1. This is an appeal by the Local Government against the acquittal of one Nur Ahmad who was charged under Section 4 of the Prevention of Adulteration Act of 1912.
2. In support of the charge the prosecution examined two witnesses, the sanitary Inspector and the Health Officer. Both these witnesses deposed that the accused sold them ghee on a certain date. The ghee was bought by the witnesses for the purposes of analysis. Two samples were taken by the witnesses and one sample was left with the accused. The accused also gave a receipt Ex. P-1. which is in the following terms:
Pandit Tribhuwan Nath Zutshi, Sanitary Inspector, purchased three Chataka of ghee from my shop this 5th day of July 1933. He put that ghee in three phials and sealed them in my presence. Out of those phials he took two with him for testing the ghee and gave one phial to me.
3. This receipt is signed by the accused and he has not denied his signature.
4. The accused in his defence led evidence to show that he was not the licensee of the shop in which the ghee was bought. The licensee is his brother Azimuddin. This fact is not disputed by the prosecution. The accused further led evidence to prove that he is engaged in selling fruit in front of the shop in which the ghee was bought and that he has nothing to do with his brother's ghee business. One witness Haji Muzuffar Husain gave evidence to the effect that now the accused is engaged in fruit selling business. Another defence witness was the licensee of the shop, the brother of the accused Azimuddin. He deposed that the ghee which was sold to the Municipal Board officers was his property and that he is engaged in selling the ghee and that the accused his brother has nothing to do with it. Upon that evidence and the evidence of one or two other witnesses who testify to the accused being regularly engaged not in selling ghee, but in fruit business, the learned Magistrate of Saharanpur acquitted the accused. He concludes his judgment with these words:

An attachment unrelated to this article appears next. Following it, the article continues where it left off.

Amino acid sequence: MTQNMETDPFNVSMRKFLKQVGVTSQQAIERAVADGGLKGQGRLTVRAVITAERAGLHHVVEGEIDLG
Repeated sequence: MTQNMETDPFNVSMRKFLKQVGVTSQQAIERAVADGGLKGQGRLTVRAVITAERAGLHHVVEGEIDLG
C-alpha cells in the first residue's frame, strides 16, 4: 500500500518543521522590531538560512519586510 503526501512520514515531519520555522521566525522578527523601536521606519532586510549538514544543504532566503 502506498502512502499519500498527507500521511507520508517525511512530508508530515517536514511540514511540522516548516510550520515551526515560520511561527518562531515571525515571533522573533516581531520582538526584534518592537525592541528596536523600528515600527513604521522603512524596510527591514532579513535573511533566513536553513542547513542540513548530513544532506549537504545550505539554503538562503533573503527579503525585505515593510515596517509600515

I hold that the prosecution evidence is not sufficient for a conviction of the accused in view of the preponderating evidence of the defence witnesses to the effect that the accused does not sell ghee and that the prosecution has examined no independent witness unconnected with the Municipal Board to prove it. I accept the defence testimony and finding the accused not guilty acquit him and dismiss the case against him.
5. The learned Government Advocate has contended that it is not necessary in order to secure a conviction under Section 4. Prevention of Adulteration Act, to prove that the seller of the ghee is engaged regularly in the sale of that commodity. It is sufficient, he contended, to prove that the accused actually did sell ghee which was below quality. The terms of Section 4 of the Act, appear to us to be perfectly plain. Section 4(1) is in the following terms: